If you need something in a liquid form buy a powder and mix it into a liquid right when you are ready to take it.

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A NOTE ABOUT SIBO

SIBO, small intestinal bowel overgrowth, is a condition where there are too many bacteria in the gut, both good and bad. In this case many strains of probiotics, prebiotics, and probiotic foods should not be used.

If you think you may have SIBO it is best to go to your doctor and get tested. 

If you test positive, you should work with your practitioner to come up with a plan that addresses the whole gut, not just the SIBO, because if the underlying environment is not corrected, then the condition will likely return.

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A NUMBERS GAME

Most people think more bacteria is better. In fact, most of this is just marketing because people always think more is better. Your gut contains trillions of bacteria, so whether a probiotic contains 5 billion cfu (colony forming units) or 100 billion cfu, it is not really going to have a dramatic impact on changing your microbiome.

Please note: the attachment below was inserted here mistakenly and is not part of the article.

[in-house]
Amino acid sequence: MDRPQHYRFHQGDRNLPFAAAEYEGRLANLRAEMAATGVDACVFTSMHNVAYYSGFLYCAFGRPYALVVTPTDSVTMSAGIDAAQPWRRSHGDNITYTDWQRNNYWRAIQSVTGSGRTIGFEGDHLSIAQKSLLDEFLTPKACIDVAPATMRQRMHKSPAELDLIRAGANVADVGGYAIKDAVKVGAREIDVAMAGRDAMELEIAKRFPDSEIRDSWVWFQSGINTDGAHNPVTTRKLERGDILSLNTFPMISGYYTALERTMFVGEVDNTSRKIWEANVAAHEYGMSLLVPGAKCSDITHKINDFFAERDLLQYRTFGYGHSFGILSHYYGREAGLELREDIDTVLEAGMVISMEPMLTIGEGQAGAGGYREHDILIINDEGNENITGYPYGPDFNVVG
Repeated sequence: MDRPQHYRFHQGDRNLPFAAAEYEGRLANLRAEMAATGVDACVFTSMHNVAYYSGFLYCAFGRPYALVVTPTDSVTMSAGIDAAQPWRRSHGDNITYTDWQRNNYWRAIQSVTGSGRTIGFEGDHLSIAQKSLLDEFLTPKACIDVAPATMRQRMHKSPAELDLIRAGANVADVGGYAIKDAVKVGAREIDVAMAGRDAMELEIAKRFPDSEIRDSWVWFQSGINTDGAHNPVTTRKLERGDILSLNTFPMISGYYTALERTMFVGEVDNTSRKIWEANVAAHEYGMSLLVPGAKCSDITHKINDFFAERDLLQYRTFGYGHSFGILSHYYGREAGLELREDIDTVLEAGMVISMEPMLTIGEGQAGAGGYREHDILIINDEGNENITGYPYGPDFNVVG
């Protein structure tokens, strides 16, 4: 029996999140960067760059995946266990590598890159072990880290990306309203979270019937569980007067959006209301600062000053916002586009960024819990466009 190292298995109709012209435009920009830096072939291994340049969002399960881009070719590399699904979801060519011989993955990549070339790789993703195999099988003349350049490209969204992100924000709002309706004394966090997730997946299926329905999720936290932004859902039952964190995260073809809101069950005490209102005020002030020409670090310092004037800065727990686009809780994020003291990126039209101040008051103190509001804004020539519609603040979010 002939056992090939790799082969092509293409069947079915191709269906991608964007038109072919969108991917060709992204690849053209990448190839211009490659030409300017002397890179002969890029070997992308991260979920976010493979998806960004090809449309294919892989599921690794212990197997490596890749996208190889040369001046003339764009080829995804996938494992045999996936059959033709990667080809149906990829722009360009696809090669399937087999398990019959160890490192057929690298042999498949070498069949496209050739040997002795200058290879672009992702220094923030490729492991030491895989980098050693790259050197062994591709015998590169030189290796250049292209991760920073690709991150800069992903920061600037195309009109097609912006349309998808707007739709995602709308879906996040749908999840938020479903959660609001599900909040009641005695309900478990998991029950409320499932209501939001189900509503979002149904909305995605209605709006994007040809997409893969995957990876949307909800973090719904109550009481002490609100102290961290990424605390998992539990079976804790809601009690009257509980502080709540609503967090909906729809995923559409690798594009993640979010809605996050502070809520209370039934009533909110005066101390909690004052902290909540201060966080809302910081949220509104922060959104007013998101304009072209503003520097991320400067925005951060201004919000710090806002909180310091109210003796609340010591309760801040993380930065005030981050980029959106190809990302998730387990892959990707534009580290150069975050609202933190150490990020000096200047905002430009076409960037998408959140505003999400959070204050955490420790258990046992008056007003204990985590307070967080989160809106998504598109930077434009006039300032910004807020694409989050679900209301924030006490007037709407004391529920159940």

Most research on probiotics has actually been done on single strain, low cfu products.

It is better to choose a strain that is focused on a particular issue or symptom you may have, than to focus on huge numbers or lots of different types of bacteria.

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TO REFRIGERATE OR NOT TO REFRIGERATE?

This really depends on the strain.

This is yet another reason why it is so important to know the strain name. Without knowing the strain name it is impossible to research the stability of the bacteria being used. 

Advanced stability testing can be done on probiotics to see how well they survive at various temperatures, humidity, and storage conditions. 

This is the best way to determine the need for refrigeration.